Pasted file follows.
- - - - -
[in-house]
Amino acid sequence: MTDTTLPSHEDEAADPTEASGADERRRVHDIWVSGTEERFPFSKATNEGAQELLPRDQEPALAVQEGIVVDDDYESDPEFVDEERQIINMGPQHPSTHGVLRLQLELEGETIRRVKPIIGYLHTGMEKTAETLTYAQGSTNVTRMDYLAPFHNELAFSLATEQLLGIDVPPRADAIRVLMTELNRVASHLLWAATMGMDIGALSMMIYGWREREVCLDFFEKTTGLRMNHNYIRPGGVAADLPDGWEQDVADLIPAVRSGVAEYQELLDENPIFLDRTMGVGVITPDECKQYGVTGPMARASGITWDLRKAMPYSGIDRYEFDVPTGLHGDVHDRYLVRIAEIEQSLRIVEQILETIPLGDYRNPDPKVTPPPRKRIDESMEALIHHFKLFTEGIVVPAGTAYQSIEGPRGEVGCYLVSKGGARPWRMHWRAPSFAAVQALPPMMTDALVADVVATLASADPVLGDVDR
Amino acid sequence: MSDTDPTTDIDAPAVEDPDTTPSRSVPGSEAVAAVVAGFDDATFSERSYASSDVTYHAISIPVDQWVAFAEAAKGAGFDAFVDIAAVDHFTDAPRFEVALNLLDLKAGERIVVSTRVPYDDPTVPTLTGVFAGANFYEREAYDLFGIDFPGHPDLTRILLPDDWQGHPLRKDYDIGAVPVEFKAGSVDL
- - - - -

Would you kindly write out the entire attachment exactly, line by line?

[in-house]
Amino acid sequence: MTDTTLPSHEDEAADPTEASGADERRRVHDIWVSGTEERFPFSKATNEGAQELLPRDQEPALAVQEGIVVDDDYESDPEFVDEERQIINMGPQHPSTHGVLRLQLELEGETIRRVKPIIGYLHTGMEKTAETLTYAQGSTNVTRMDYLAPFHNELAFSLATEQLLGIDVPPRADAIRVLMTELNRVASHLLWAATMGMDIGALSMMIYGWREREVCLDFFEKTTGLRMNHNYIRPGGVAADLPDGWEQDVADLIPAVRSGVAEYQELLDENPIFLDRTMGVGVITPDECKQYGVTGPMARASGITWDLRKAMPYSGIDRYEFDVPTGLHGDVHDRYLVRIAEIEQSLRIVEQILETIPLGDYRNPDPKVTPPPRKRIDESMEALIHHFKLFTEGIVVPAGTAYQSIEGPRGEVGCYLVSKGGARPWRMHWRAPSFAAVQALPPMMTDALVADVVATLASADPVLGDVDR
Amino acid sequence: MSDTDPTTDIDAPAVEDPDTTPSRSVPGSEAVAAVVAGFDDATFSERSYASSDVTYHAISIPVDQWVAFAEAAKGAGFDAFVDIAAVDHFTDAPRFEVALNLLDLKAGERIVVSTRVPYDDPTVPTLTGVFAGANFYEREAYDLFGIDFPGHPDLTRILLPDDWQGHPLRKDYDIGAVPVEFKAGSVDL